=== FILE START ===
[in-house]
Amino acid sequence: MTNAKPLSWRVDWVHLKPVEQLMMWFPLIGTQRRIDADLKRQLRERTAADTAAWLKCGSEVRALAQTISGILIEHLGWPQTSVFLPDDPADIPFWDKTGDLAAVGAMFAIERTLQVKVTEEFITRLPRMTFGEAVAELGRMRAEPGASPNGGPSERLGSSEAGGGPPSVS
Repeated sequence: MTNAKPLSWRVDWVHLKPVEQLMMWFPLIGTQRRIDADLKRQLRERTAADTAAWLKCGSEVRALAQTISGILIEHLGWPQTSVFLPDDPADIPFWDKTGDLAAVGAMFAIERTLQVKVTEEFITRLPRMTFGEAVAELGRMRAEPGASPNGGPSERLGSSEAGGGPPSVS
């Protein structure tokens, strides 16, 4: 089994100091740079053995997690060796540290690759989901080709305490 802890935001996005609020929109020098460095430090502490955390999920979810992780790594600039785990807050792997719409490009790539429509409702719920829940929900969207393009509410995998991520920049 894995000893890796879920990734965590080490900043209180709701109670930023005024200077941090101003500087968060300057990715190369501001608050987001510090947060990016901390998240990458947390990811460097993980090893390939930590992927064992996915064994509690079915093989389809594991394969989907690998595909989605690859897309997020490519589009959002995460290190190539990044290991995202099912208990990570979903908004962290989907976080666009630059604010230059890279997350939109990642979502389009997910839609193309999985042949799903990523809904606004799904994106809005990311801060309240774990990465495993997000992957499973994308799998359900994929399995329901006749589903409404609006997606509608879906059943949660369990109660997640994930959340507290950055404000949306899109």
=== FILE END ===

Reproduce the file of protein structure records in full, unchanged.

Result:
[in-house]
Amino acid sequence: MTNAKPLSWRVDWVHLKPVEQLMMWFPLIGTQRRIDADLKRQLRERTAADTAAWLKCGSEVRALAQTISGILIEHLGWPQTSVFLPDDPADIPFWDKTGDLAAVGAMFAIERTLQVKVTEEFITRLPRMTFGEAVAELGRMRAEPGASPNGGPSERLGSSEAGGGPPSVS
Repeated sequence: MTNAKPLSWRVDWVHLKPVEQLMMWFPLIGTQRRIDADLKRQLRERTAADTAAWLKCGSEVRALAQTISGILIEHLGWPQTSVFLPDDPADIPFWDKTGDLAAVGAMFAIERTLQVKVTEEFITRLPRMTFGEAVAELGRMRAEPGASPNGGPSERLGSSEAGGGPPSVS
């Protein structure tokens, strides 16, 4: 089994100091740079053995997690060796540290690759989901080709305490 802890935001996005609020929109020098460095430090502490955390999920979810992780790594600039785990807050792997719409490009790539429509409702719920829940929900969207393009509410995998991520920049 894995000893890796879920990734965590080490900043209180709701109670930023005024200077941090101003500087968060300057990715190369501001608050987001510090947060990016901390998240990458947390990811460097993980090893390939930590992927064992996915064994509690079915093989389809594991394969989907690998595909989605690859897309997020490519589009959002995460290190190539990044290991995202099912208990990570979903908004962290989907976080666009630059604010230059890279997350939109990642979502389009997910839609193309999985042949799903990523809904606004799904994106809005990311801060309240774990990465495993997000992957499973994308799998359900994929399995329901006749589903409404609006997606509608879906059943949660369990109660997640994930959340507290950055404000949306899109």